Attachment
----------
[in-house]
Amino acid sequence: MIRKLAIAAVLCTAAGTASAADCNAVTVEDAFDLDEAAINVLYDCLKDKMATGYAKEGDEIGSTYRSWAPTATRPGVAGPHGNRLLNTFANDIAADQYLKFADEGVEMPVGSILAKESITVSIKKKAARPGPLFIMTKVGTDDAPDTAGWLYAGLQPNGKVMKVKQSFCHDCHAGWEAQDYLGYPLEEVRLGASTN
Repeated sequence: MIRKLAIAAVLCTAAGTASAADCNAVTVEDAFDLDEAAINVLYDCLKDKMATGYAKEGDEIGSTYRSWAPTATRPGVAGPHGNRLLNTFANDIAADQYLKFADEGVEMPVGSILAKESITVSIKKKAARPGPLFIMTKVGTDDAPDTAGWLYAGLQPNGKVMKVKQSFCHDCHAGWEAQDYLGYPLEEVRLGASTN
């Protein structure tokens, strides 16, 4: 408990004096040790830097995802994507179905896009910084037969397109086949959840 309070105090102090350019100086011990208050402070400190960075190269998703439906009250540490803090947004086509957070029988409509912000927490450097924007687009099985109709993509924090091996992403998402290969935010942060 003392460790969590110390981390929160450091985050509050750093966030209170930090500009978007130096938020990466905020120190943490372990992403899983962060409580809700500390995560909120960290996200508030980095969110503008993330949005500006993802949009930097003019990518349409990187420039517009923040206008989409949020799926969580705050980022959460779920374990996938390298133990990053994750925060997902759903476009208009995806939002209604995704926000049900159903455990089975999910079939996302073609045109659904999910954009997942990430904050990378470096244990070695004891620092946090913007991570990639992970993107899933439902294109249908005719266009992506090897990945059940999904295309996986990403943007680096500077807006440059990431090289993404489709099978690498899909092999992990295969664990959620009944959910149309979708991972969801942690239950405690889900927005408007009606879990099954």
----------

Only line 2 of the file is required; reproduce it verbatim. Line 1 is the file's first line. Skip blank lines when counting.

Amino acid sequence: MIRKLAIAAVLCTAAGTASAADCNAVTVEDAFDLDEAAINVLYDCLKDKMATGYAKEGDEIGSTYRSWAPTATRPGVAGPHGNRLLNTFANDIAADQYLKFADEGVEMPVGSILAKESITVSIKKKAARPGPLFIMTKVGTDDAPDTAGWLYAGLQPNGKVMKVKQSFCHDCHAGWEAQDYLGYPLEEVRLGASTN